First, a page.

Casepops

Shark Tank: Can You Swim with the Sharks?

Posted on September 12, 2012 by casepops | 0 Comments

[caption id="attachment_1373" align="aligncenter" width="670"]Shark Tank - Can You Swim With The Sharks Shark Tank - Can You Swim With The Sharks[/caption]

Shark Tank is a brilliant show and a favorite here at Casepops.  The program provides the opportunity for inventors and entrepreneurs to find investors for their product.  They pitch their idea, ask for funding, and in exchange offer a percentage of their company.   If the panel of investors, or "Sharks," like your idea and business strategy, they will invest using their own money.  This, in turn, can start a bidding war between the Sharks as a "feeding frenzy" begins. What could be better for a new product?

To say we've learned a lot from this show would be an understatement! To us, Shark Tank demonstrates that the people behind a product are almost, if not more important than the product they create. After all, plunging in to a shark tank requires confidence! In this game, self confidence can carry a product much further than you might initially expect. If you prove that your product has a heart behind it, it's much more likely it will be sought out by eager investors.

So, before the feeding frenzy gets started, let's meet the Sharks.

 

Mark CubanMark Cuban- a self-made billionaire entrepreneur and owner of the 2011 NBA champions, the Dallas Mavericks.  If you want inspiration, read Mark's first published book:  How to Win at the Sport of Business.

 

 

kevin oleery and casepopsKevin O’leery aka Mr. Wonderful – A venture capitalist who started a software business in his basement which he sold for 3.2 billion dollars.

 

 

 

Barbara CorcoranBarbara Corcoran – Started a real estate firm on a $1,000 loan and later sold her business for $66 million.

 

 

 

Lori GreinerLori Greiner – is the queen of QVC, she holds 108 patents and has launched over 300 products’ grossing 500 million in retail sales.

 

 

 

daymond john and casepopsDaymond John – is a fashion and branding expert, who grew is homemade hats and t-shirts into the globally recognized brand, FUBU.

 

 

 

Robert Herjavec –  the son of an immigrant factory worker is now a technology mogul who sold his first internet companies for over 350 million dollars.

 

 

 

Now, with these impressive entrepreneurs, it's easy to see how you might feel overwhelmed. But with these tips, we can teach you how to swim with the sharks, not become chum.

Know your product; what makes your product unique?

This is key. You need to show why your product is better than any other in that market. Is it high quality? Does it do something new? Show the value of what you're introducing!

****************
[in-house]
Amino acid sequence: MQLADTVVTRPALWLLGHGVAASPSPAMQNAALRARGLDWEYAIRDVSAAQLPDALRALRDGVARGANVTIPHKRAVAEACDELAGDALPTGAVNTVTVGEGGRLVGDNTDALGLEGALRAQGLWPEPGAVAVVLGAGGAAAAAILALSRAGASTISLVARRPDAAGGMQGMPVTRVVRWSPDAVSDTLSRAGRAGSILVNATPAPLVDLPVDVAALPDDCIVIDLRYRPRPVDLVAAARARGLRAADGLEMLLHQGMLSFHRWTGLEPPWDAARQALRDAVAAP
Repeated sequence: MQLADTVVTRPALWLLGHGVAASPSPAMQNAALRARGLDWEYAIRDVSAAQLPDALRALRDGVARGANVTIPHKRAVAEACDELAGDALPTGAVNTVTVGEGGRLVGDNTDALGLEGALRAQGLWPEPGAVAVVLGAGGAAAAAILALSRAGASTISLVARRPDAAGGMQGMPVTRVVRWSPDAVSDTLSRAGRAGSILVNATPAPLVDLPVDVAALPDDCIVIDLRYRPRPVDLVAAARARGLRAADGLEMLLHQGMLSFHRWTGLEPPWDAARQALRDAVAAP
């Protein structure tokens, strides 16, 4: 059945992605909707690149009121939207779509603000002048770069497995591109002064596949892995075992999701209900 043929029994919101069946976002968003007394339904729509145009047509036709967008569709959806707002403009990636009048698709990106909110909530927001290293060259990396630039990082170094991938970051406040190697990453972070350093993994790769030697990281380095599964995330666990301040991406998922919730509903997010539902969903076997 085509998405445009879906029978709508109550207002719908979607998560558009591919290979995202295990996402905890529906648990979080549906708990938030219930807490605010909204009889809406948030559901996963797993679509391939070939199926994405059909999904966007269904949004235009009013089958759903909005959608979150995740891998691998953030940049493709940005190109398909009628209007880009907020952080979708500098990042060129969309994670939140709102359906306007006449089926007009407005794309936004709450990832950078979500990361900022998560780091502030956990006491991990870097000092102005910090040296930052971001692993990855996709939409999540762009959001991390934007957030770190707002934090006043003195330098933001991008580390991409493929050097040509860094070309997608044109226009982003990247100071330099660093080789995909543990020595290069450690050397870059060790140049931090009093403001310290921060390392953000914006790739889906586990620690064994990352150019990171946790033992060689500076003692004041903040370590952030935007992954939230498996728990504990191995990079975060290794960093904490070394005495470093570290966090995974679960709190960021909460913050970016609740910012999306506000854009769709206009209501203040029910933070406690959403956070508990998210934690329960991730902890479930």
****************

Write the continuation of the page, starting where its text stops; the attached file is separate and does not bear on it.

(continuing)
Know your numbers

These people aren’t your friends. You can’t be coy; this is business. How much have you sold? This is usually the first question they ask after the product has been explained. Do you have orders back-logged? How much does your product cost to make? How much have you grossed? You need to answer these questions not only to demonstrate your products value and your value as potential partner.

Have a Patent

You need to have propriety on your product. Nothing makes a shark and other potential investors more comfortable than having the piece of mind that comes with a product being legally protected. This doesn’t just add value, but solidifies it.

Be honest with your assessment

This ties all the other points together. During your pitch you need to offer a percentage of your company for the investment you’re seeking. You need to be honest about the potential earnings your product can actually bring in; being sentimental about your product doesn’t have value in the real world.

Don’t ignore the value that the Sharks bring to the table

The sharks are brilliant and they not only bring money to the table but knowledge and resources. The Sharks have connections and know how to build and grow a business. They have a value, so consider that if they want to renegotiate your initial offer.

Who would think you could actually learn something from Reality TV?  You can if you are watching Shark Tank!   We, ourselves, are a startup and feel confident that our fascination with Shark Tank has taught us something along the way!  On the great blog, Shark Tank Success Stories, we are reminded of the companies that owe their current success to the foresight of the show's expert judges. Companies like Mr. Tod's Pie Factory and AVA the Elephant prove that taking advice and money from the Sharks can result in truly successful products. But, it's not all about the Sharks. Entrepreneurs that succeed on Shark Tank succeed not only because of monetary investment, but because they came to the table with a strong business or product concept, they demonstrated their passion for the product, and they were able to learn from the Sharks' previous experience.

Hopefully these tips have inspired you to take a chance and swim with the sharks. In our case, we've only become more passionate about our unique business prospect, and would be proud to present it to the Sharks given the chance!

Posted in Innovation, Shark Tank, Start-up, Tips for Startups, TV

5 Things to Consider for the Potential Startup

Posted on June 10, 2012 by casepops | 0 Comments

We wanted to share a checklist based on our experiences for people who are interested in pursing their own startup (we should also provide a therapist's number or a meditation "how to" book because you may need it).

Believing In Yourself And Your Idea - The Little Engine That Could meets people that bungee jump or sky dive aka: people that have guts!

Before you can even think about leaving your job, which we know sounds great, you need to believe in yourself and your idea. Tell your immediate family members and see what type of response you get.  If everyone isn't throwing a party like you are, it doesn't mean it's a bad idea. They could be acting overly cautious because it's a HUGE undertaking that is unfamiliar for a lot of people.

While believing in yourself is important it’s equally important to start saving money!  Cancel your fancy cable, stick with your old car (or get rid of it if you don’t need it) and simplify your life and your goals. Starting up is a lifestyle change and requires persistence, time and a lot of energy.  If you need to keep your day job, does your work contract have clauses about ownership of ideas or works you do at home (many do)? Are you allowed to work in the same industry without it becoming a conflict of interest? How many hours per day can you realistically work on your startup to get it to market in time? Ask yourself these questions and check with a lawyer if you’re starting up in a similar space to a previous or current employer.